I largely passed up on watching new anime in 2011, spending most of my time watching older series and Western television. One show that I was continually bugged about was AnoHana: The Flower We Saw That Day. It was a big hit in 2011, and NIS licensed it to much fanfare. May as well watch it, and see what all the hubbub was about.
The show is about a scuttled friendship in the wake of the death of a friend. Our protagonist is haunted by this girl's ghost years down the line, and now has to unravel the mystery behind how to get her to heaven, and just how this group's friendship faltered all those years ago.
How did the show stack up to expectations? Find out after the jump!
AnoHana: The Flower We Saw That Day
Production Company: A-1 Pictures
Licensor: NIS America
We begin this series with the lonely high school dropout Jinta, who is in the unfortunate position of being haunted by his dead friend, Menma. She died when they were children, but this ghostly version of his friend has grown up with him in the physical sense -- emotionally, she's just as optimistic and kindhearted as when she was alive. It must be great to have your friend back, but at what cost to your sanity? This is Jinta's problem. He can't just chat up a ghost that incessantly follows him and expect people to not think he's crazy.
Thus, Jinta has only one thing he can do: Figure out what unresolved issue is keeping Menma stuck on Earth, and solve it. This is the central plot that drives AnoHana, making the show as much of a mystery title as it is a romance and a human drama one.
Jinta was not always a NEET. Back in the times before Menma's death, he was the charismatic leader of his group of friends, affectionately titled "Super Peace Busters." That group of friends splintered in the wake of Menma's death, with each person reacting in their own way to the death itself and the events that happened that day. In order to send Menma to heaven, Jinta needs to enter the larger world and find out what Menma's wish was. That means interacting with all those former Peace Busters that he's long-since avoided.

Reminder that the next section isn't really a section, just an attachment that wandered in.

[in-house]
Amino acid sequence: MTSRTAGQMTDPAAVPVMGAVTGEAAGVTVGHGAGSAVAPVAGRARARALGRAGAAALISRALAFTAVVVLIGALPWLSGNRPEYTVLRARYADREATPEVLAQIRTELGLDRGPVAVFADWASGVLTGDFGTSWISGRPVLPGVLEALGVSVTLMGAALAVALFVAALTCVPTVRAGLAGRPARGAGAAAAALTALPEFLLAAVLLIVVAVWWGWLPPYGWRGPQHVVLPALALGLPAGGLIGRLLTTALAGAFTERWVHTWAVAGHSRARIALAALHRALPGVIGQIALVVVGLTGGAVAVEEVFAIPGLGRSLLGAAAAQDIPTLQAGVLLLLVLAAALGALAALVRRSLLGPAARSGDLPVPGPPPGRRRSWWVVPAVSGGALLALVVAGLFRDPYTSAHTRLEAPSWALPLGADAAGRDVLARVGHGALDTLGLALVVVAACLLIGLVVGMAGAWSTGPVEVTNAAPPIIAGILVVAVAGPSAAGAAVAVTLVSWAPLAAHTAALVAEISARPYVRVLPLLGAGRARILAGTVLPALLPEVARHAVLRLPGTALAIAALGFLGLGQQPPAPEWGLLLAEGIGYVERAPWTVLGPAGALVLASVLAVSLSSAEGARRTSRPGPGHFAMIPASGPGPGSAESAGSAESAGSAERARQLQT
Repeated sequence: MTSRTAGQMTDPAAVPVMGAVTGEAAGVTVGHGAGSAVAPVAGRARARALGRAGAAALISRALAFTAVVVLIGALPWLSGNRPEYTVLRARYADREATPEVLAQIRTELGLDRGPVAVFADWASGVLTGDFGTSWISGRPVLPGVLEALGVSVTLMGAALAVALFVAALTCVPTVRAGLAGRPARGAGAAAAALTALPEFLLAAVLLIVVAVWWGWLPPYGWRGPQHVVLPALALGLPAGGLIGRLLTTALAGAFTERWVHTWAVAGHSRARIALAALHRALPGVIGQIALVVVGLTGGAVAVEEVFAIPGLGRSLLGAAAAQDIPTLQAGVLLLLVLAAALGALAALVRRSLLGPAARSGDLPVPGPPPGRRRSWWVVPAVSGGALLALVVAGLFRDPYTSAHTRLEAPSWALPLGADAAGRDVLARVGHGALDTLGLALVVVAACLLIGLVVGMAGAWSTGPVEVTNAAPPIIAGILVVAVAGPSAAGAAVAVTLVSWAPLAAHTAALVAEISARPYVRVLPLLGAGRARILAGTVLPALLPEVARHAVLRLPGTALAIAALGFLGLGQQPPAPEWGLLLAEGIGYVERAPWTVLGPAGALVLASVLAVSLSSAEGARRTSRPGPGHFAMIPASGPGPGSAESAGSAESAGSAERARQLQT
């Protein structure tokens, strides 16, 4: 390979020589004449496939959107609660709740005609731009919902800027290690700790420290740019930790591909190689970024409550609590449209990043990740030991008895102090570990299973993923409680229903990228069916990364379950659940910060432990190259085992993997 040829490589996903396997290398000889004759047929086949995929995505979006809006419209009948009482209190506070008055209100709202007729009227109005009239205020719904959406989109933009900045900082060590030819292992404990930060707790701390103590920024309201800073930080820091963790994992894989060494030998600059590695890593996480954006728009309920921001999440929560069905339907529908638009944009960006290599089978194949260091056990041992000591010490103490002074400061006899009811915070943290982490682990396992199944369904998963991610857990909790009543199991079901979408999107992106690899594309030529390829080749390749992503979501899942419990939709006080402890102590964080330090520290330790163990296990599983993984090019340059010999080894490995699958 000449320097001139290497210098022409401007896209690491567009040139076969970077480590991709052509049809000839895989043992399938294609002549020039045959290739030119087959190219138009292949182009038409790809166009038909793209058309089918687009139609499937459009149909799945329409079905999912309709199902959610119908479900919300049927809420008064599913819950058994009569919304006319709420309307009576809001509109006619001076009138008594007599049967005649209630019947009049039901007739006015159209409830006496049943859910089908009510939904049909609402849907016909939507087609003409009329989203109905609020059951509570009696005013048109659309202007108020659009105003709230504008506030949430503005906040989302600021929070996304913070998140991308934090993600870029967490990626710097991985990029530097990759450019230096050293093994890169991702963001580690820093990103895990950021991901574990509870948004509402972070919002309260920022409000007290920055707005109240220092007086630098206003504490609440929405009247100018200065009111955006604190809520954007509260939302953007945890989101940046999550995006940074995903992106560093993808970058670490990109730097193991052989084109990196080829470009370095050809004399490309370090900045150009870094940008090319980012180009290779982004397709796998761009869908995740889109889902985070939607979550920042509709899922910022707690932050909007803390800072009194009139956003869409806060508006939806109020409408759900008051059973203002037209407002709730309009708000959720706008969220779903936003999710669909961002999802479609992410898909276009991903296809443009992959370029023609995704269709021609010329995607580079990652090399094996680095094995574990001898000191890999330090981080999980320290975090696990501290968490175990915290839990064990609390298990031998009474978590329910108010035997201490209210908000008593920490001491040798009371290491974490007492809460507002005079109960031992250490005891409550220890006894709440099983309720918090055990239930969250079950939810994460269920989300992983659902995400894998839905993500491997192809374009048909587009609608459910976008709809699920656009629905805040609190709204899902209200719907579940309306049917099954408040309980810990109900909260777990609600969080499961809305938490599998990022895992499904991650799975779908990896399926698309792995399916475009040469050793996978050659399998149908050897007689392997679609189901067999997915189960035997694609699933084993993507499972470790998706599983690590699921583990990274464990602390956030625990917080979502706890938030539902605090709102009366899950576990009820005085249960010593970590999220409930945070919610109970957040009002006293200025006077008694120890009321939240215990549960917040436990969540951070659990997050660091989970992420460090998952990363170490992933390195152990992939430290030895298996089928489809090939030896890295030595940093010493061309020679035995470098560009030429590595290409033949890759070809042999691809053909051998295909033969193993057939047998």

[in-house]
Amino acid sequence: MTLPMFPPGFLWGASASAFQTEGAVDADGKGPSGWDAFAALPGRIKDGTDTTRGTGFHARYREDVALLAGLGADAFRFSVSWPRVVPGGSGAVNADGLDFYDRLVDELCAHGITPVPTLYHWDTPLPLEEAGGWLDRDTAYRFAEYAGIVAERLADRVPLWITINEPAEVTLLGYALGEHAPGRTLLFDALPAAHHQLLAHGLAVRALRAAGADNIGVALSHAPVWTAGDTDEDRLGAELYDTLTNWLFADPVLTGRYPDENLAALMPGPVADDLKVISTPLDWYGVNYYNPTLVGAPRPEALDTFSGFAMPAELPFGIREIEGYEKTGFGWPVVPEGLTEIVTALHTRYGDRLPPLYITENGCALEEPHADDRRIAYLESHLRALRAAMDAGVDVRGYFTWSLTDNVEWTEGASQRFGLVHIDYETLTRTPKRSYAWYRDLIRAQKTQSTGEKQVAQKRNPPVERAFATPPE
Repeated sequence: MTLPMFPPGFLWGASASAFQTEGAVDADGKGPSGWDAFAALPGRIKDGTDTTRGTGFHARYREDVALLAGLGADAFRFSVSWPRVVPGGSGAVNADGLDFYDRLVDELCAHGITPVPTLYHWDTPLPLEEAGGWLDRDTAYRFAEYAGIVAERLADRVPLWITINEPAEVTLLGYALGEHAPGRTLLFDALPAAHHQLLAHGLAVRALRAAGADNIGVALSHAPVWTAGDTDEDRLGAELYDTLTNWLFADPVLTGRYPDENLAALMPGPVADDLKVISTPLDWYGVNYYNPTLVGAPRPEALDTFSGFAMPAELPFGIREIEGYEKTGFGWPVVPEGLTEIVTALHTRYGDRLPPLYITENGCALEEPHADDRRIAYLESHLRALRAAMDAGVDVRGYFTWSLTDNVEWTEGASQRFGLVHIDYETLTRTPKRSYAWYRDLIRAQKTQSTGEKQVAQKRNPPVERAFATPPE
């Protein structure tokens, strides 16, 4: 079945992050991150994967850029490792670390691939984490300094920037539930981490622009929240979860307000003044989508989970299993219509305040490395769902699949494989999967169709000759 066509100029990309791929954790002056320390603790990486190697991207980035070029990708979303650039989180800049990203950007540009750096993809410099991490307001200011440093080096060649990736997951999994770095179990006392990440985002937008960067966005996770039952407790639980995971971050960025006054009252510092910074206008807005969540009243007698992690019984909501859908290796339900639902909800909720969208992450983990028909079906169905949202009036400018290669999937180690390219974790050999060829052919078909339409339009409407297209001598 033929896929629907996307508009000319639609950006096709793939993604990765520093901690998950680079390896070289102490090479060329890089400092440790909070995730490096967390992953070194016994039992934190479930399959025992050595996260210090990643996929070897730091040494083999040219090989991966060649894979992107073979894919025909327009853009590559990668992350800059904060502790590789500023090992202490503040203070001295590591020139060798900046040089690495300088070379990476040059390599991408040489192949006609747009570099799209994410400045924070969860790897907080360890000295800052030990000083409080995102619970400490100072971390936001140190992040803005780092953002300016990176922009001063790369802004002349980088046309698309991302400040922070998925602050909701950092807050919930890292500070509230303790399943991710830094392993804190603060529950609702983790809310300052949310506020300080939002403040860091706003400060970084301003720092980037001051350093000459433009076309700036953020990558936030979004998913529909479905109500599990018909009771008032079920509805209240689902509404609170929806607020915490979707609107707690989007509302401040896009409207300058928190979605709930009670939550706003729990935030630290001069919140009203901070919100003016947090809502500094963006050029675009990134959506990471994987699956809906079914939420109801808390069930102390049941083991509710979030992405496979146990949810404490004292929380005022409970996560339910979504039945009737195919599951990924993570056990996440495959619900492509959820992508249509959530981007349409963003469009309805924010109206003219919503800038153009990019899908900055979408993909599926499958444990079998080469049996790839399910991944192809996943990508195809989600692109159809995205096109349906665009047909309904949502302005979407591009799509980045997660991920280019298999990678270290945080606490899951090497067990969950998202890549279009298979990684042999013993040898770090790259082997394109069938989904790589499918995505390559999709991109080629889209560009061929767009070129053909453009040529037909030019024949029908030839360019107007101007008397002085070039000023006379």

Asking "what went wrong" with a friendship is never an easy thing, especially when everyone somehow feels responsible for the death of a friend. The show takes a long, hard look at everyone's relationships -- the romances, the jealousies -- and lays them all on the table. Some scenes in AnoHana can be gut-wrenching. Everyone put a dam on their emotions, but with Jinta poking around about the past, the memories quickly break the floodgates and threaten to drown the characters.
AnoHana grants each character enough screen time to delve into their issues in a complete manner. At 11 episodes in length, AnoHana manages to balance the in-depth nature of character development with the over-arching plot. At times, the show does slow down and focuses on certain characters for too long -- Yukiatsu's obsession with Menma, for example -- but it is not a major detriment. There are other items I would have preferred to developed more, such as Jinta and Anaru's relationship, but leave that one to the fan fiction and doujin community.
Coming from A-1 Pictures, the people who brought us Kannagi, Big Windup!, and Space Brothers, it's hard to complain about the show's visual prowess. Extremely competent animation guides us through the majority of the show, and a handful of key moments take the leap into something spectacular. I wish for more moments like that -- and it was certainly doable, considering the show dealt with the extraordinary, but that isn't the forte of director Tatsuyuki Nagai. He focuses on character drama, pulling from his experience directing Toradora! and Idolmaster: Xenoglossia. Once again, he does a masterful job with AnoHana. There are still several scenes that stick in my mind, weeks after watching the series. That's a testament to a great show.
There is very little to detract from AnoHana. Upon watching the first episode, I was worried the show would be nothing short of depressing, leaving me an emotional wreck for the entire time I watched the show. Some moments brought me down, but it was one sequence in an up-and-down wave of feelings that moved me throughout the series. AnoHana is not a show that will necessarily make a lot of money and be labeled a "commercial success." The show is a flag in the ground for artistic and worthwhile anime. In time, AnoHana will be considered one of the hallmarks of a series with great merit to it, and standard viewing for anyone wishing to discuss shows for something more than their big explosions or busty females.
9.0 – Exceptional. One of the best things its genre has ever produced. Its example will be copied or taken into account by almost anything that follows it.